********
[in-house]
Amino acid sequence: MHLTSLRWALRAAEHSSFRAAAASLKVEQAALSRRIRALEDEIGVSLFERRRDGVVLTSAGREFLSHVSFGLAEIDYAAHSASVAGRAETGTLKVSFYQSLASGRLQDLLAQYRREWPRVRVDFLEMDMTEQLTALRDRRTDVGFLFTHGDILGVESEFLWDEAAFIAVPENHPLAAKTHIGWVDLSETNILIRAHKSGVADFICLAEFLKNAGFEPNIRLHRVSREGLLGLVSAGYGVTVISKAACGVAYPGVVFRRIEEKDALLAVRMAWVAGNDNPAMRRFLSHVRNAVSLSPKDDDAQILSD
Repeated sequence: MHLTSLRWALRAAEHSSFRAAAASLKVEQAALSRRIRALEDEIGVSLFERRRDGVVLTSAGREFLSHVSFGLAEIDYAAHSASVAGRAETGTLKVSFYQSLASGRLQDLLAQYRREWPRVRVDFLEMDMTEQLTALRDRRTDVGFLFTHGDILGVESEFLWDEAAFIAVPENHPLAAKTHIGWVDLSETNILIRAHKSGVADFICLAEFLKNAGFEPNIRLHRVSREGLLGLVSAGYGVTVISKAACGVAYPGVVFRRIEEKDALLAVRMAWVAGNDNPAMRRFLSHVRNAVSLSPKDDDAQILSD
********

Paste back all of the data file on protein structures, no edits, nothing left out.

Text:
[in-house]
Amino acid sequence: MHLTSLRWALRAAEHSSFRAAAASLKVEQAALSRRIRALEDEIGVSLFERRRDGVVLTSAGREFLSHVSFGLAEIDYAAHSASVAGRAETGTLKVSFYQSLASGRLQDLLAQYRREWPRVRVDFLEMDMTEQLTALRDRRTDVGFLFTHGDILGVESEFLWDEAAFIAVPENHPLAAKTHIGWVDLSETNILIRAHKSGVADFICLAEFLKNAGFEPNIRLHRVSREGLLGLVSAGYGVTVISKAACGVAYPGVVFRRIEEKDALLAVRMAWVAGNDNPAMRRFLSHVRNAVSLSPKDDDAQILSD
Repeated sequence: MHLTSLRWALRAAEHSSFRAAAASLKVEQAALSRRIRALEDEIGVSLFERRRDGVVLTSAGREFLSHVSFGLAEIDYAAHSASVAGRAETGTLKVSFYQSLASGRLQDLLAQYRREWPRVRVDFLEMDMTEQLTALRDRRTDVGFLFTHGDILGVESEFLWDEAAFIAVPENHPLAAKTHIGWVDLSETNILIRAHKSGVADFICLAEFLKNAGFEPNIRLHRVSREGLLGLVSAGYGVTVISKAACGVAYPGVVFRRIEEKDALLAVRMAWVAGNDNPAMRRFLSHVRNAVSLSPKDDDAQILSD